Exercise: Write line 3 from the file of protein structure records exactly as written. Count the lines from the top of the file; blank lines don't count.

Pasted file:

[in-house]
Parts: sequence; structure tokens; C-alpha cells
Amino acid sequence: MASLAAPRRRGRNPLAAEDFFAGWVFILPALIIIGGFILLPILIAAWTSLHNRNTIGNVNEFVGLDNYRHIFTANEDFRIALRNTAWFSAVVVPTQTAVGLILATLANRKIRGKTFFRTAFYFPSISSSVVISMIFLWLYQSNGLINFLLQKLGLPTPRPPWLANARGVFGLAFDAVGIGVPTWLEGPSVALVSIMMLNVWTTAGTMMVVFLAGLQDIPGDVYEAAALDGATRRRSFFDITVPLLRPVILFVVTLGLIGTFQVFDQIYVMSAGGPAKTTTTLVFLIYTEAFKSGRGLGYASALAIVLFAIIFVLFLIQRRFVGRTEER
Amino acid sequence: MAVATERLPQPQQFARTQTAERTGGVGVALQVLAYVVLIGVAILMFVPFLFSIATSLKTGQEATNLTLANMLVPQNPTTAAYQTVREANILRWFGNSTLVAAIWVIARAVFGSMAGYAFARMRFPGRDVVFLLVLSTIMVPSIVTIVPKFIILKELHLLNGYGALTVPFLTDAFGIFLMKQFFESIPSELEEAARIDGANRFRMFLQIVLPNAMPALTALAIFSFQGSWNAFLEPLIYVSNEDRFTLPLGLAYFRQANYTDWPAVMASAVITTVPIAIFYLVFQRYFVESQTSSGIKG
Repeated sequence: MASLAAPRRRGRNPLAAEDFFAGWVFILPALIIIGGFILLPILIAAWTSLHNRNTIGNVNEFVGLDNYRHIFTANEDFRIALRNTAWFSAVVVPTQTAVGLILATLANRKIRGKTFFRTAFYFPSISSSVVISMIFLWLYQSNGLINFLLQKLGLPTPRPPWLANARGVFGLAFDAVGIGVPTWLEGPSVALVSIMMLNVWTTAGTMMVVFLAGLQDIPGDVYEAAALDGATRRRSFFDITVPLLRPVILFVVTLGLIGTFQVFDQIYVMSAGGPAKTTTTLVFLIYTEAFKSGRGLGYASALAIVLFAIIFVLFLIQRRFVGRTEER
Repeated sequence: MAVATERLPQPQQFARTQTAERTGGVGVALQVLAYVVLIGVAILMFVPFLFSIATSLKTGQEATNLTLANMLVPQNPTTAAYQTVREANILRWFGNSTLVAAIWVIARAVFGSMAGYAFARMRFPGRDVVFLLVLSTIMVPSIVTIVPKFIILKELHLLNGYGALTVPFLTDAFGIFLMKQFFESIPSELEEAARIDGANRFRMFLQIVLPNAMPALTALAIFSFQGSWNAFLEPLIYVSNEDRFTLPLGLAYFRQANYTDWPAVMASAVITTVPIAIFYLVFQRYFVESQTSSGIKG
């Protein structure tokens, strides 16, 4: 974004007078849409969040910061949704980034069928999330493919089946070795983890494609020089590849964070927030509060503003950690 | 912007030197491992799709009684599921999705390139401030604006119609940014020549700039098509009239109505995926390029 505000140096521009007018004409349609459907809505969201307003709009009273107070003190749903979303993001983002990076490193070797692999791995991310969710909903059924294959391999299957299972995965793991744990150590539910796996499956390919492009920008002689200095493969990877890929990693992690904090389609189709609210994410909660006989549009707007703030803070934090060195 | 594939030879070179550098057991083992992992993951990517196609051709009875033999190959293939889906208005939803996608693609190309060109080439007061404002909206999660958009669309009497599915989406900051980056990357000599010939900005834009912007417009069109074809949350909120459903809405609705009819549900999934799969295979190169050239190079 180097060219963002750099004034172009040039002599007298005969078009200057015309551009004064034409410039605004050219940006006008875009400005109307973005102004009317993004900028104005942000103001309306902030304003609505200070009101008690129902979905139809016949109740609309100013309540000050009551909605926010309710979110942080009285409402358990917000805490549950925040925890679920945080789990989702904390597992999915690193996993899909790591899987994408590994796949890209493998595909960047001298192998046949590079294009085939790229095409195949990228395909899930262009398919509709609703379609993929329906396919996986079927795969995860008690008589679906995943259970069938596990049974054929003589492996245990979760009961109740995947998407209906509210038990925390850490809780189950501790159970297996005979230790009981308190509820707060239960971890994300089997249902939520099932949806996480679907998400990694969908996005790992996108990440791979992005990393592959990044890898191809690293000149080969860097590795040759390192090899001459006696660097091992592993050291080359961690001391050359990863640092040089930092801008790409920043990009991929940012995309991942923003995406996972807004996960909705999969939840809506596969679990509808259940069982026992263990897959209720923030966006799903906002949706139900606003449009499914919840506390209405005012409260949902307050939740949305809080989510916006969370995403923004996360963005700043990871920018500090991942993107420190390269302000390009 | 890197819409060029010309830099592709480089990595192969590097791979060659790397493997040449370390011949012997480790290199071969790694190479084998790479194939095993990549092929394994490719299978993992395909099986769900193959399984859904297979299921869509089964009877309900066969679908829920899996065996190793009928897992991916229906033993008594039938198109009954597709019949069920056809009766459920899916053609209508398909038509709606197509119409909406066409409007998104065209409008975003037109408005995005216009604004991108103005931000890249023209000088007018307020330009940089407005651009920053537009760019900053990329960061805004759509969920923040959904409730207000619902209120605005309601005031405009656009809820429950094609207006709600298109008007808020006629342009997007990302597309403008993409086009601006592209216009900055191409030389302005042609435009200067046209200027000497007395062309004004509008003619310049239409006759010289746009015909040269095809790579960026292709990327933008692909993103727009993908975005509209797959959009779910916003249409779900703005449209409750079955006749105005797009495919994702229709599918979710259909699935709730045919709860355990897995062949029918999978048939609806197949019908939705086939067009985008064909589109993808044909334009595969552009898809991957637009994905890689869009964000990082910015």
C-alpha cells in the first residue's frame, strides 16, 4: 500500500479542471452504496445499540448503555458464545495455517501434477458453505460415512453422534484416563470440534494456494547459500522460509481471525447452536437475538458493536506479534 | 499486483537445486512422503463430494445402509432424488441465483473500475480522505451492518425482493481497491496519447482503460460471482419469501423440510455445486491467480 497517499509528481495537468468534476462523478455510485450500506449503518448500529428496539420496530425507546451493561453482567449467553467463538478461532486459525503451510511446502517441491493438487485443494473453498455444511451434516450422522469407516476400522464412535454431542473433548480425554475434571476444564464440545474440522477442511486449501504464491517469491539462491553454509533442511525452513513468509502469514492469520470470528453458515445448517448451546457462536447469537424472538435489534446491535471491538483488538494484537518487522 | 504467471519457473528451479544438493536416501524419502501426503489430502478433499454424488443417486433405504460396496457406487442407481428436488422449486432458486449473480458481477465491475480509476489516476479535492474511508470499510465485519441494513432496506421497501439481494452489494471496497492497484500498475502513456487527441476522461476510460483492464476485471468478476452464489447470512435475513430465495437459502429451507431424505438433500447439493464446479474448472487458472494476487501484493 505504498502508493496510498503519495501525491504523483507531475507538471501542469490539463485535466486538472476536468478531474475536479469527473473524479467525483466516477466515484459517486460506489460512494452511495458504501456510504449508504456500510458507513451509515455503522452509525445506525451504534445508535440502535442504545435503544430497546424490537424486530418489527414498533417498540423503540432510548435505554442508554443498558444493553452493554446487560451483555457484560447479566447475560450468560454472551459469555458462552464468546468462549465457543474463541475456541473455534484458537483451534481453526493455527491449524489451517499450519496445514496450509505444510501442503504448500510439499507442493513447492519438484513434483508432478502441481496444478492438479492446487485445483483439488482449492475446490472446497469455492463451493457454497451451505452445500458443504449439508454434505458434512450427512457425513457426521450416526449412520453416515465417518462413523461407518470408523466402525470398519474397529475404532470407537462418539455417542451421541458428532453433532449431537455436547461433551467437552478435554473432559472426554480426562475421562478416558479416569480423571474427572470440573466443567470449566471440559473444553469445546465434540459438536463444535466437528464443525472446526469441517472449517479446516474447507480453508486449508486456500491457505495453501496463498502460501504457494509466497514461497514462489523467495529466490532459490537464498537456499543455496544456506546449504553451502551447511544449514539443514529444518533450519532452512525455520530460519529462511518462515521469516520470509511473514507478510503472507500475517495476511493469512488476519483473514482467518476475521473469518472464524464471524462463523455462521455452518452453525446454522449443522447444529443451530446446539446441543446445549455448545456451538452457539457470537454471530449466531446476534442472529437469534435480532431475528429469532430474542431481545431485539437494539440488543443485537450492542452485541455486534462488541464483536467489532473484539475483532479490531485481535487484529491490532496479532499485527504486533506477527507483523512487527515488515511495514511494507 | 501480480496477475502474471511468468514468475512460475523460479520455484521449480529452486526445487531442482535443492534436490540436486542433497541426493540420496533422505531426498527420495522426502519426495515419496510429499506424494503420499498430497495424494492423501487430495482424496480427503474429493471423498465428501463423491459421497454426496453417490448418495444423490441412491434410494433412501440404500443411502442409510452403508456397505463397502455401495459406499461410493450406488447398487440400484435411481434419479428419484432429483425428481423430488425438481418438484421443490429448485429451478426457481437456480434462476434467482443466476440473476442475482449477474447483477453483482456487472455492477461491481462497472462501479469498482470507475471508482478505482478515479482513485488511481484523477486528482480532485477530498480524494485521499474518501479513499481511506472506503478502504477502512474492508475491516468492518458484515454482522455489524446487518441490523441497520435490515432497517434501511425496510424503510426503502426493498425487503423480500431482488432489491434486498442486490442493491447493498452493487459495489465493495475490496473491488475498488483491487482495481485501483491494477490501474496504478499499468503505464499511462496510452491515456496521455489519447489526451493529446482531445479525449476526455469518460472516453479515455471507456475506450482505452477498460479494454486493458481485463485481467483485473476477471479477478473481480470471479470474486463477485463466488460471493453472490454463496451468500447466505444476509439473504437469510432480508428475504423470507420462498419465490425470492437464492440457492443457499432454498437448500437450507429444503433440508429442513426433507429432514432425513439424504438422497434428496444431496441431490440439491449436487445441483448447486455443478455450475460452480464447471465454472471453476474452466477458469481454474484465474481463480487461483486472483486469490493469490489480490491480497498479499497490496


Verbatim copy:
Amino acid sequence: MASLAAPRRRGRNPLAAEDFFAGWVFILPALIIIGGFILLPILIAAWTSLHNRNTIGNVNEFVGLDNYRHIFTANEDFRIALRNTAWFSAVVVPTQTAVGLILATLANRKIRGKTFFRTAFYFPSISSSVVISMIFLWLYQSNGLINFLLQKLGLPTPRPPWLANARGVFGLAFDAVGIGVPTWLEGPSVALVSIMMLNVWTTAGTMMVVFLAGLQDIPGDVYEAAALDGATRRRSFFDITVPLLRPVILFVVTLGLIGTFQVFDQIYVMSAGGPAKTTTTLVFLIYTEAFKSGRGLGYASALAIVLFAIIFVLFLIQRRFVGRTEER